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    • 28 JUL 17
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    Eye Floaters

    In between the lens and retina in our eye, a transparent gel body known as vitreous humor exists. It helps your eye maintain a round shape.

    Eye Floaters

    At the time of birth, the vitreous is homogenous, but as we grow older it degenerates. Tiny deposits of various sizes, shapes and refractive indices begin to appear in the vitreous. These cause shadows on the retina and appear as irregular floating shapes like cobwebs, spots, threads floating in front of our eyes.

    This condition is called myodesopsia or the perception of floaters: a phenomena where visual effects are caused by sources within the eye.

    Symptoms

    Against bright backgrounds, like a sunny sky, floaters will become even more observable. The refraction of light by the floaters before it falls on your retina makes it more perceptible in bright light.

    Floaters will also tend to move along with the movement of your eye. Most floaters tend to settle at the bottom of your eyeballs, irrespective of the orientation of the eyeball.

    Causes

    • Any eye damage that results in cell clumps or proteins that enter the vitreous humor can cause floaters.
    • Benign floaters occur in people of all ages. However, floaters can have non-benign origins as well. They could also be caused by shrinkage of the vitreous with age.
    • Floaters could also develop during the third trimester of pregnancy. The hyaloid artery (which supplies nutrients to the developing lens in the growing fetus) which runs through the vitreous can regress during this period to cause floaters.
    • If you have a retinal tear, RBCs from leaky blood vessels can cluster together to form floaters.
    • An inflamed uvea could cause white blood cells to cluster in the vitreous to cause floaters.
    • Tumors of the eye can also cause floaters.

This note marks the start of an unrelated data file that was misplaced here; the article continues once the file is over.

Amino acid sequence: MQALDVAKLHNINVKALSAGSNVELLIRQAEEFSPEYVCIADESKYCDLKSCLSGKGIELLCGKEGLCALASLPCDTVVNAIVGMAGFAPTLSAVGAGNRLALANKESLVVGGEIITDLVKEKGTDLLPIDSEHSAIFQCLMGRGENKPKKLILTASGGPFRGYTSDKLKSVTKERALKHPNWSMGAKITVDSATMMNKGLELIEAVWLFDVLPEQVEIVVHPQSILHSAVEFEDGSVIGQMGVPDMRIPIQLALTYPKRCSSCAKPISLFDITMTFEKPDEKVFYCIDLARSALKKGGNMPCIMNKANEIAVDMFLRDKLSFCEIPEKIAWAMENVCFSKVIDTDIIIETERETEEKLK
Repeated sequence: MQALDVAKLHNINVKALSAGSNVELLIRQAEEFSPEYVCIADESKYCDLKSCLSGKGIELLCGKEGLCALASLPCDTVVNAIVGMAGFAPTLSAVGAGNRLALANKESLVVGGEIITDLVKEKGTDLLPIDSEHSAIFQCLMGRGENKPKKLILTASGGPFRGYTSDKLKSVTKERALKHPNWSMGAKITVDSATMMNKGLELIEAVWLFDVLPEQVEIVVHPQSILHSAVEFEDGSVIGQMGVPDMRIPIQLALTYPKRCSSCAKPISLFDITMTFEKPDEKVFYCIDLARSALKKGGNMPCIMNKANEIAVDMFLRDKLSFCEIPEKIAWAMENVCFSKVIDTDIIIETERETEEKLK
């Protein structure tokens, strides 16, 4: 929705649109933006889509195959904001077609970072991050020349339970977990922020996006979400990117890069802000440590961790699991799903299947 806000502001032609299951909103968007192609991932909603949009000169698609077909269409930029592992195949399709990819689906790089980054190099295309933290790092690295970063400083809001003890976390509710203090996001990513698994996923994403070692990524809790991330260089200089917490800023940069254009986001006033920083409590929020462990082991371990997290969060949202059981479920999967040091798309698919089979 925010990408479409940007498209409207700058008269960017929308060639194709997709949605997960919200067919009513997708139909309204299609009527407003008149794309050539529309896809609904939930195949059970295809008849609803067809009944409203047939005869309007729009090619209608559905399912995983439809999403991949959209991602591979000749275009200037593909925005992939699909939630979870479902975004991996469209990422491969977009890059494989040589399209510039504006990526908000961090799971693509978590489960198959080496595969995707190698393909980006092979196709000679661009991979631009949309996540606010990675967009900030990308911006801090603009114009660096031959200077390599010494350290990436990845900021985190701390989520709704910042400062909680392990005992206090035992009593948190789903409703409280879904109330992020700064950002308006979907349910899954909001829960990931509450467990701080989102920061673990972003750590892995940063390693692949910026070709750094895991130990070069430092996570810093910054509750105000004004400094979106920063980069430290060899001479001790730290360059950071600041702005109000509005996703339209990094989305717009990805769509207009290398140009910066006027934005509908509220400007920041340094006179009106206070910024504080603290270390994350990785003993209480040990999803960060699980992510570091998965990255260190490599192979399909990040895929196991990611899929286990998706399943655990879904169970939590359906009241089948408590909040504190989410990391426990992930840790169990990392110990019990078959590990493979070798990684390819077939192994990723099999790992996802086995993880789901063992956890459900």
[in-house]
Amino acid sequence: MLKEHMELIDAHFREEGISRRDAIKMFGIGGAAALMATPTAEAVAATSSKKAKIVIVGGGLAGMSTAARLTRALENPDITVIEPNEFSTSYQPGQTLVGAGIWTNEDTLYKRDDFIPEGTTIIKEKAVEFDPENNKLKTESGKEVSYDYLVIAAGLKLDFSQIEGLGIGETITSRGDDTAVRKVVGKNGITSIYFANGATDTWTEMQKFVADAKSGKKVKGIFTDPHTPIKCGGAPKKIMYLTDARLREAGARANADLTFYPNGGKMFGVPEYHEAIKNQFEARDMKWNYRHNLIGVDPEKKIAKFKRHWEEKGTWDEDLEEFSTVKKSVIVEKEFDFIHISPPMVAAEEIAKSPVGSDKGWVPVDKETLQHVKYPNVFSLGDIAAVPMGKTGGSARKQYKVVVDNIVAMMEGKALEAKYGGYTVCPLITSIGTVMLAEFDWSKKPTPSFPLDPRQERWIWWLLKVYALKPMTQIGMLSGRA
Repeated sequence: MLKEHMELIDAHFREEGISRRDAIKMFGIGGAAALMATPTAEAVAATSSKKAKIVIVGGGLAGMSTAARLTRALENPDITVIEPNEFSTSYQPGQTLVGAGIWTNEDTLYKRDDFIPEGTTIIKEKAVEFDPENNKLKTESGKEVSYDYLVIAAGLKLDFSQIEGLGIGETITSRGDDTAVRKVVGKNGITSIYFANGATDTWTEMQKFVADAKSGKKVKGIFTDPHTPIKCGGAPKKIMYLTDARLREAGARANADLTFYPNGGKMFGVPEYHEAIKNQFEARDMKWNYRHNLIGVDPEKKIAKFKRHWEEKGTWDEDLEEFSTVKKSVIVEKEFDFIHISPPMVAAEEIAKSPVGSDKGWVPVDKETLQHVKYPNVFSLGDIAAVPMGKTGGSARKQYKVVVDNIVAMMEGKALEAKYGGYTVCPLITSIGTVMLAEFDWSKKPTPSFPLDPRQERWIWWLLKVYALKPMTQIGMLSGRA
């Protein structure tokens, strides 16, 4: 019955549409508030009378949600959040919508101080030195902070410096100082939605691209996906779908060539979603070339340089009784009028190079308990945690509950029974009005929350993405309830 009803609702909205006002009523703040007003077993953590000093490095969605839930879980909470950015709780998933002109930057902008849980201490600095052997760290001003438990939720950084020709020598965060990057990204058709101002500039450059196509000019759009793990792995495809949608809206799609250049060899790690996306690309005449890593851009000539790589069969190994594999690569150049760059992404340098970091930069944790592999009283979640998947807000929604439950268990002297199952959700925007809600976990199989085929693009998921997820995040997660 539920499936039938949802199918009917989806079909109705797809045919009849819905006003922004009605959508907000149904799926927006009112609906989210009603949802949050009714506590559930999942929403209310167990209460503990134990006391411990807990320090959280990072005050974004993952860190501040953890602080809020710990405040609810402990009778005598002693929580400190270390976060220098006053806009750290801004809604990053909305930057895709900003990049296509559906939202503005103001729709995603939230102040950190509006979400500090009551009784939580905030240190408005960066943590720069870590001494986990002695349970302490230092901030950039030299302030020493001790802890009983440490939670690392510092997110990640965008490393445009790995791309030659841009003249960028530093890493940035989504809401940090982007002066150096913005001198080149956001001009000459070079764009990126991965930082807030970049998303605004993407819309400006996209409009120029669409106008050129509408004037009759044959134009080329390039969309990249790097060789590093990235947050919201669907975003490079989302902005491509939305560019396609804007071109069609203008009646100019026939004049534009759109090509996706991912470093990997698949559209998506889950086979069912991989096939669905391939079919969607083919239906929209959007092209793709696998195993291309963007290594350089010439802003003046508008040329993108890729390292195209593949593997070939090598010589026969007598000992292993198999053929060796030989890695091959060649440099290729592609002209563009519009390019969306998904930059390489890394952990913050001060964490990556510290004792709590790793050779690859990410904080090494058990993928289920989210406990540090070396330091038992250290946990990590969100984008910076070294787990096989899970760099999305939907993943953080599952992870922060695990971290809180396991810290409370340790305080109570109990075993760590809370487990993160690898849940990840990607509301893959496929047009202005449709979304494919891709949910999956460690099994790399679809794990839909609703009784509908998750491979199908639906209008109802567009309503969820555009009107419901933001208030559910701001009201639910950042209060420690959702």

If you experience any of these symptoms like flashes of light, photophobia or decline in vision you should see your eye doctor.

    You should also keep in mind that if you already have the following conditions:

    Known retinal diseases
    Diabetes
    Previous eye surgery
    Any eye trauma
    Previous eye inflammation or uveitis
    Chemotherapy
    You are on blood thinning medications

    Then you may have a higher risk for pathological causes of floaters and it’s a good idea to get your eyes checked.

    Diagnosis

    Your ophthalmologist will use specialized diagnostic equipment to perform an eye examination and verify if your floaters are benign or pathological.

    Some of the tests involved are:

    • Vision acuity check
    • Eye pressure measurement
    • Examination of vitreous humor (and retina) under the slit lamp or bio microscope
    • Examination of the vitreous humor and retina after eye dilation.
    • Photography of the vitreous humor and retina
    • Visual field testing to assess loss of central/peripheral vision,
    • Retinal tomography imaging to determine the thickness of the retina/optic nerve
    • Fluorescein angiography to assess any blood vessel leakage among others.

    Treatment

    In general, benign eye floaters do not require any treatment. If you have many dense floaters which affect your sight, then your eye doctor could suggest a laser therapy where lasers are used to break up floaters. A vitrectomy where the vitreous humor and the floaters in it are removed and replaced by an artificial solution is also an option

    Houman Ahdieh, MD
    Lehigh Valley Center for Sight
    https://www.lvcenter4sight.com
    eyedoc@lvcenter4sight.com

    Summary
    Eye Floaters
    Article Name
    Eye Floaters
    Description
    At the time of birth, the vitreous is homogenous, but as we grow older it degenerates.
    Author
    Publisher Name
    Lehigh Valley Center for Sight
    Publisher Logo
    LVC4S Logo PNG1 - Eye Floaters
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Summary
Eye Floaters
Article Name
Eye Floaters
Description
At the time of birth, the vitreous is homogenous, but as we grow older it degenerates.
Author
Publisher Name
Lehigh Valley Center for Sight
Publisher Logo
LVC4S Logo PNG1 - Eye Floaters